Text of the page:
Now, then - light, and X-rays and gamma rays and radio and all the other forms of electromagnetic radiation travel at the speed c. In lay speech it is common to refer to c as “the speed of light”, but this might create the mistaken impression that light itself is somehow fundamentally important in c. They aren’t. It’s simply that nothing slows EMR below this fundamentally limiting speed. Similarly, the USA is the country of Cecil Adams, but having everybody call it that would imply something more than it should.

correct me if I am wrong but I think its nothing that starts out slower than light can accelerate to a speed faster than light…arent there theorectical particals that move faster than c?

yeah its a nitpick but its another interesting side of physics :slight_smile:

The Planck length is not a minimum length. It’s the length scale of gravitational interactions, and gravity has a shorter length scale of any known force, but there’s nothing that makes it a fundamental lower bound on wavelength. I emailed Tom Banks about this issue, and he said that there are string theories that allow for “arbitrarily small” wavelengths and there is no theoretical reason not to allow them. (He’s a string theorist, so he should know.)

I also asked him about the Planck temperature. He said that the existence of a maximum temperature depends on the properties of space; generally, for infinite spaces, there is no maximum. He added that there could be localized systems for which, “there is a physical bound on the relevant definition of temperature, but it is certainly not the Planck scale.”

caveat: string theorists actually tend to get around this by positing a duality which says that geometry below a certain length behaves (in some “flipped” sense) like geometry above it. Of course, they leave it to the mathematicians to justify their flights of fancy, but…

My goodness, the simplest question, “Can the ‘light’ from an object with the highest possible energy be blue shifted?” results in esoteric analyses and emails to string theorists.

Planck length is the maximum displacement you could measure between any point and a particle moving at c; below that, the Indeterminacy Principle makes it impossibly to measure more accurately . So it is, in a certain sense, a minimum length at which the granularity of space appears. One can conceive of shorter distances, but there is no way to measure in between them. You are correct (if I understand what you are saying) that it is the scale at which gravity becomes quantized, but given our current understanding of QM, the same is true for all interactions; everything acts in a stepwise manner at that level, and I’m not clear that a wavelength shorter than the Planck scale would have any meaning, in terms of being able to interact with quantized particles.

You’ll have to pardon me if I take any claims based upon string theory with a grain of salt; it’s a nice model, but until it makes some falsifiable predictions (or at least comes to some kind of general consensus among proponents) it should be considered speculative at best. String theories offer the hope of bridging between the continuous world of general relativity and the granular world of QM, but only in the sense that a blind man in a vast warehouse might find the door by searching for the light sneaking in around the door jamb. He can imagine what it might look like but can’t actually see it, so he has to feel around until he finds a spot that is slightly warmed from the outside light and extrapolate the location of the door.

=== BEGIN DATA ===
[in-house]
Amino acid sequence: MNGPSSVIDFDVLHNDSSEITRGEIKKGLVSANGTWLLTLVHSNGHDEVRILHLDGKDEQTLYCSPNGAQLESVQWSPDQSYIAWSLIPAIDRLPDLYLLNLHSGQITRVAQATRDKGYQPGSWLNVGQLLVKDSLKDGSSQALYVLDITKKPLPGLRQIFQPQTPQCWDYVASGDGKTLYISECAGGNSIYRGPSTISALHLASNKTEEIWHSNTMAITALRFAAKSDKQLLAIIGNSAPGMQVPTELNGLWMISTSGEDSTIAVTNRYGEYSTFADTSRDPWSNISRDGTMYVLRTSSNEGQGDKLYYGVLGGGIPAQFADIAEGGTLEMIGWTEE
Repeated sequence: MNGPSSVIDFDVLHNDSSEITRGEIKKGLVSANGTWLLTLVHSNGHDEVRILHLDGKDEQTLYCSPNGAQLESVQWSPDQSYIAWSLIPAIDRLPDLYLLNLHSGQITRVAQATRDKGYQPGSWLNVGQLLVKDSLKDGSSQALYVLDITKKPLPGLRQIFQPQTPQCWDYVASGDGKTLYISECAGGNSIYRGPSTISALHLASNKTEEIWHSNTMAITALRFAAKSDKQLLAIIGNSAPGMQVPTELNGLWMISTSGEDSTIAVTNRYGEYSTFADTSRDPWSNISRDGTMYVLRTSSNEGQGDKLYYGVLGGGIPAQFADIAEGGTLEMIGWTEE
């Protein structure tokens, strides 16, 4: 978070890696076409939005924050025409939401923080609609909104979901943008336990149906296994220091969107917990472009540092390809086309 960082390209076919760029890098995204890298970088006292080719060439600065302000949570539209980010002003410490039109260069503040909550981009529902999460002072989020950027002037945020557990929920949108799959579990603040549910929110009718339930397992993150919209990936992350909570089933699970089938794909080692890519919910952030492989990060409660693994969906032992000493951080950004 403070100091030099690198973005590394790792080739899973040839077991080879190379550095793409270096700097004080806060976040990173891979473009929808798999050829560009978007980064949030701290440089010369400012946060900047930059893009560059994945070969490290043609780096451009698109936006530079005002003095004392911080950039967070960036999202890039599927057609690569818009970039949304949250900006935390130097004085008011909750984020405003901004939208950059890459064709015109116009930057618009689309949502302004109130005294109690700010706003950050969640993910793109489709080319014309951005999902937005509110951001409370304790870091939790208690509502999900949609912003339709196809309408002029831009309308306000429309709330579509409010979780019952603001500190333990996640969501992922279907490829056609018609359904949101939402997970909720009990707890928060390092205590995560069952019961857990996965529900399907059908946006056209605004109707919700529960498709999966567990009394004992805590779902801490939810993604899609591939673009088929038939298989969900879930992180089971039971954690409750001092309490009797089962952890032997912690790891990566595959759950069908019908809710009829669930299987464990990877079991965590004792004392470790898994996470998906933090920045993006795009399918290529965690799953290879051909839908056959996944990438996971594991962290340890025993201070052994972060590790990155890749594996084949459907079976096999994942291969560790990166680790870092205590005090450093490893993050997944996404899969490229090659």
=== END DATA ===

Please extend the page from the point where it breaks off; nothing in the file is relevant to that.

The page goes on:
Accurate, more or less. I believe it was Feynman that posited the existence of tachyons, which are confined to speeds higher than c. According to the answers to questions which I raised five years ago, there are theoretical reasons involving Cherenkov radiation which is in fact not observed but would be induced by tachyonic reactions to think that they do not in fact exist.

However, they would be exceptionally useful in explaining some of the “non-causal” supposed phenomena such as precognitive events, induced action at a distance, etc.

What I’m wondering is, is there a fundamental minimum size to wavelengths? In other words, what happens as wavelength approaches 0?

Tangentially, as I’m hearing Planck’s name, I’m thinking that he was the one who first suggested that energy has to come in “packets,” which was important because otherwise we would be getting infinite amounts of energy from all of the stars. Just a quick yes/no, am I right on that?

Thanks all.


Umm, Cerenkov radiation is observed all the time. It’s connected with particles travelling faster than the speed of light in a given medium.

Actually, they wouldn’t. See, when you actually set up the relevant differential equations for a tachyon and solve them, there are two classes of solutions. One has packet velocities (the speed at which disturbances propagate) greater than c, but cannot be localized in space. The other is localizable, but has packet velocity less than c. That is, if you can send a signal from “here” to “there” on a tachyon field, the tachyons themselves may travel faster than c, but the signal will travel slower than c.

Thiss would appear to be analagous the the phase and group velocities in a wave guide. The phase velocity is that velocity at which you would have to travel to stay even with the crest of a steady-state sinusoid in the guide and it is always greater than c. The group velocity is the velocity at which energy, or information, is transmitted and it is always less than c.

Indeed, what’s happening when a wavelength of one Planck length or a frequency of one cycle per Planck interval is encountered?

In what theory? In most theories that care about such things, we’re not even sure your question makes sense on the Planck scale.